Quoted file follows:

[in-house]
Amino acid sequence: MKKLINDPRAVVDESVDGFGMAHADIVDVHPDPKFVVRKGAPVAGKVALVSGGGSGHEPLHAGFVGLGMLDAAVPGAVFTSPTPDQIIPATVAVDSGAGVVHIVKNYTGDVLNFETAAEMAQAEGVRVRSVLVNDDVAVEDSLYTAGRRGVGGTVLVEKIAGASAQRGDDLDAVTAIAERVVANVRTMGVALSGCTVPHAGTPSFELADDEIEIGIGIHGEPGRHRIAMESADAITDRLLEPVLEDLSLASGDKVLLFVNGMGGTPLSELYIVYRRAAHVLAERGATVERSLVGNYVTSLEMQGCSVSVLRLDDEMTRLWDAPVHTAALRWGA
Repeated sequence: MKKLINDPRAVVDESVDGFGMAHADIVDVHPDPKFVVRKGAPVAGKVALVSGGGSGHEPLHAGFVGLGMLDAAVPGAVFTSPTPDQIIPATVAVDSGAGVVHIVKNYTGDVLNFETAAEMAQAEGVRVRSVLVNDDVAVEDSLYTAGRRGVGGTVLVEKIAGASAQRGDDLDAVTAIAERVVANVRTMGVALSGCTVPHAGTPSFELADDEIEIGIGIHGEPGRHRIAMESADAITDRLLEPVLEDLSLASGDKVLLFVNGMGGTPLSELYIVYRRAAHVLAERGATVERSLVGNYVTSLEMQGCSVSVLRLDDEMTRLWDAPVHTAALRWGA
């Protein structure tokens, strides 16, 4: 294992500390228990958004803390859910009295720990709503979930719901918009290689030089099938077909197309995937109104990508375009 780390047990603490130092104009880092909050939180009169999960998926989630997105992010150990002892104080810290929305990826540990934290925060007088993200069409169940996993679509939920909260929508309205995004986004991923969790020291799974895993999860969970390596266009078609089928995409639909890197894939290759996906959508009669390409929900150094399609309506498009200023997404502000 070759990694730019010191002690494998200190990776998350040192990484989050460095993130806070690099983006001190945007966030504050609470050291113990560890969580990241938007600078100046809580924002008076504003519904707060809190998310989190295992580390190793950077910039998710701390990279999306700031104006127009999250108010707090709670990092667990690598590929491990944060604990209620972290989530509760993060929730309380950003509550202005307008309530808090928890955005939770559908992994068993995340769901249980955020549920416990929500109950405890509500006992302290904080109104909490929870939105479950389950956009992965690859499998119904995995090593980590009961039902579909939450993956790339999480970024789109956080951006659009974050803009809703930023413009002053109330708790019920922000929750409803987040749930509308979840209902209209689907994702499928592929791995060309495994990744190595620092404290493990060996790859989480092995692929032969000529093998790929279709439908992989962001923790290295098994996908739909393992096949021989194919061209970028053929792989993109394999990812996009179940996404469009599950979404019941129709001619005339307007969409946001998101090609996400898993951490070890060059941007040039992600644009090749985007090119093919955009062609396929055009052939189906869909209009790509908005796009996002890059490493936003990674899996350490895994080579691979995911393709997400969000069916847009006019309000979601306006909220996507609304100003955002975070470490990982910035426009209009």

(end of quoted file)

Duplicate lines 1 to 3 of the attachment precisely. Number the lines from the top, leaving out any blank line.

[in-house]
Amino acid sequence: MKKLINDPRAVVDESVDGFGMAHADIVDVHPDPKFVVRKGAPVAGKVALVSGGGSGHEPLHAGFVGLGMLDAAVPGAVFTSPTPDQIIPATVAVDSGAGVVHIVKNYTGDVLNFETAAEMAQAEGVRVRSVLVNDDVAVEDSLYTAGRRGVGGTVLVEKIAGASAQRGDDLDAVTAIAERVVANVRTMGVALSGCTVPHAGTPSFELADDEIEIGIGIHGEPGRHRIAMESADAITDRLLEPVLEDLSLASGDKVLLFVNGMGGTPLSELYIVYRRAAHVLAERGATVERSLVGNYVTSLEMQGCSVSVLRLDDEMTRLWDAPVHTAALRWGA
Repeated sequence: MKKLINDPRAVVDESVDGFGMAHADIVDVHPDPKFVVRKGAPVAGKVALVSGGGSGHEPLHAGFVGLGMLDAAVPGAVFTSPTPDQIIPATVAVDSGAGVVHIVKNYTGDVLNFETAAEMAQAEGVRVRSVLVNDDVAVEDSLYTAGRRGVGGTVLVEKIAGASAQRGDDLDAVTAIAERVVANVRTMGVALSGCTVPHAGTPSFELADDEIEIGIGIHGEPGRHRIAMESADAITDRLLEPVLEDLSLASGDKVLLFVNGMGGTPLSELYIVYRRAAHVLAERGATVERSLVGNYVTSLEMQGCSVSVLRLDDEMTRLWDAPVHTAALRWGA